Wallace Williams grew up poor, one of seven children raised by a single parent. He didn't realize it at the time, but his childhood was preparing him for his destiny in life.
Williams, the giant bear of a man who has presided as principal of Rogers High School for 18 years, will retire from that position at the end of the month. The former Washington State football star says he's always felt a special bond with Rogers students, many of whom have backgrounds similar to his own.
"I remember when I got the job, I felt like I was coming home, getting close to a community like the one I grew up in," Willams says. "You don't have to be rich economically to be rich with other things. In terms of relationships, in terms of spirit and in terms of community pride, these kids are rich."
Williams, a black man who has spent the majority of his life as an educator in a lily-white city, says he's enjoyed the opportunity to spend his career at Spokane's most racially diverse high schools (including Lewis and Clark for 12 years). Of course, poverty and the challenges connected with single-parent families are not unique to minorities at Rogers or any other school, and Williams has empathy for all students dealing with those issues.
"I was the oldest child," recalls Williams, who grew up in Bakersfield, Calif. "My mom was not a professional woman. She worked hard from job to job to provide for the family.
"I didn't want for anything, even though we probably never took a trip more than 100 miles in either direction of Bakersfield. It's easy for me to identify with these kids ... we have a lot of single-parent kids here. I didn't have that stable, All-American family. I came out OK through the grace of God and the love of my mother."
If Williams' love and appreciation for his mother is readily apparent, so is his affection for Rogers High. Williams says he considered staying on one more year as principal, though he's already qualified for full retirement benefits and plans to work out of the Spokane Public Schools office for one year in dealing with student retention. Williams says he decided to step aside now, however, so that incoming principal Carole Meyer (who comes from Havermale Alternative School) can prepare properly for the massive construction upgrades that begin next year at the aging Rogers facility.
"There's a lot of rich history and tradition that remains here," Williams says. "I'm awed by the pride in the community, the people and the school.
"People care about the community, the purple and gold and each other. One thing I'm impressed with is the giving of the people. It seems like the ones who have the least give the most, whether it's the March of Dimes or the Vanessa Behan Crisis Nursery or the annual coat drive.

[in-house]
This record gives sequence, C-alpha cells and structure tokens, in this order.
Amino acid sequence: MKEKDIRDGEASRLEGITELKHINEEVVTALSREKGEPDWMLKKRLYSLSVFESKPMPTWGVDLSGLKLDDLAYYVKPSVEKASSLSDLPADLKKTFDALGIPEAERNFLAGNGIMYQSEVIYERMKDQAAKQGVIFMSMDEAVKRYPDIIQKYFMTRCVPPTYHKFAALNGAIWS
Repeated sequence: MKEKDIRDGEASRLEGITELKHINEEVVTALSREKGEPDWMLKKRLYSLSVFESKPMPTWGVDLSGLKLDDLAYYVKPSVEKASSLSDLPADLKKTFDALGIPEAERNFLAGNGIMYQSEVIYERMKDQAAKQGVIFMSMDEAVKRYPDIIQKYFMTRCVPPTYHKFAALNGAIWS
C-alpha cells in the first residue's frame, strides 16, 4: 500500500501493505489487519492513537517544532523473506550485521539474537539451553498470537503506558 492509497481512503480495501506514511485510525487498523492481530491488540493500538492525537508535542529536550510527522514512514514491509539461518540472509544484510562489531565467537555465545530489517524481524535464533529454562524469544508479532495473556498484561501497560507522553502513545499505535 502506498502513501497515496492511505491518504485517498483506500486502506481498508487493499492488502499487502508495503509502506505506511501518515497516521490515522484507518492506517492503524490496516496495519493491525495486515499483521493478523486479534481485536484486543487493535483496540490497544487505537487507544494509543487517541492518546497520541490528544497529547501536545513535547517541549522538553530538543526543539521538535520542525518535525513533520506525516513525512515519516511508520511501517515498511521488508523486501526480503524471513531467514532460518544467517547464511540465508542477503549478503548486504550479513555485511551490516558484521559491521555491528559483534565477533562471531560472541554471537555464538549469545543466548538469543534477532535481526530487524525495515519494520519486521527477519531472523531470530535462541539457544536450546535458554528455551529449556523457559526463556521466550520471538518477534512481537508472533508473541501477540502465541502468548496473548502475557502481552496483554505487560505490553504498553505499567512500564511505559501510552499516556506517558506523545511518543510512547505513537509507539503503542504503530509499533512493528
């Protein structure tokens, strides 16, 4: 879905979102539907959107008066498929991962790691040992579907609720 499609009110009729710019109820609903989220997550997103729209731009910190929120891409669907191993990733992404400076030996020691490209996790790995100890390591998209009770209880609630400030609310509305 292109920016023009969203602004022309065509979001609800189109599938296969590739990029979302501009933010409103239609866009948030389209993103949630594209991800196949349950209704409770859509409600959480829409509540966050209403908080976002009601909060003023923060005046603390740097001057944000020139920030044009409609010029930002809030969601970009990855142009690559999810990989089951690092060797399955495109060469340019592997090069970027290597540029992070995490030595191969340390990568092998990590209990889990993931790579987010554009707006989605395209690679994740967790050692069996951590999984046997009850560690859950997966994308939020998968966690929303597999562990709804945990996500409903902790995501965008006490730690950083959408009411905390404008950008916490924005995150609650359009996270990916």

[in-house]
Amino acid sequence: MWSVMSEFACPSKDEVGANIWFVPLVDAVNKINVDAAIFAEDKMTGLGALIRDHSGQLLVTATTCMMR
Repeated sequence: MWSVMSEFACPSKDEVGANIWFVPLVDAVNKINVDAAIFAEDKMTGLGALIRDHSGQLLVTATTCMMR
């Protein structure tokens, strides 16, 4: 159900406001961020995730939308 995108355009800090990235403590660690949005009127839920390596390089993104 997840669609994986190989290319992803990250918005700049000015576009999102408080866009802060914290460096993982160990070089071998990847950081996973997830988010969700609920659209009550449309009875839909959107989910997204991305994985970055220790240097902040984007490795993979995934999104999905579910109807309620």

"It's inspiring to see what the kids do. It just shows their passion and caring for each other and the community."
Williams, who lives on the South Hill with wife Adrian (a multicultural specialist in the counseling department at Spokane Falls Community College), is sensitive to the negative impressions held by some outsiders in regard to Rogers and the Hillyard community.
"We have so many great students," Williams says. "People equate poverty with lack of achievement. Those things don't go together. We have students from here who are at Harvard. We have a girl who got a scholarship at Yale. We have students at Notre Dame and" -- he smiles broadly -- "the best school of all, WSU!"
Williams' son, Jeremey, turned down some of the most prestigious football schools in the country to head from Ferris to WSU to help transform the Cougars into a Rose Bowl team. Jeremey, with a master's degree in hand, just landed a manager's position with a wholesale foods outlet in Seattle. Williams' other child, Stephanie, earned a master's degree at the University of Maryland and works as a city planner in College Park, Md.
"I've been blessed," Williams says.
Unfortunately for Williams, Rogers' sports teams have rarely been blessed with the type of athletic success he enjoyed. Williams was a late cut by the NFL's San Diego Chargers in 1971 and spent the 1972 season with Portland in the old World Football League.
"One reason we struggle in sports is because there's so much specialization in sports now," Williams says. "When we grew up, we played three sports. Now people specialize and play [one sport] year-round. It becomes a matter of economics. Those kids travel all the time."
Asked if he had any regrets about his time at Rogers, Williams says he had none. Later, however, he adds: "One regret I'm going to have is that when you find that special thing and then you have to leave it, it's very difficult. I remember that line in a Temptations song, 'A taste of honey is worse than no taste at all.'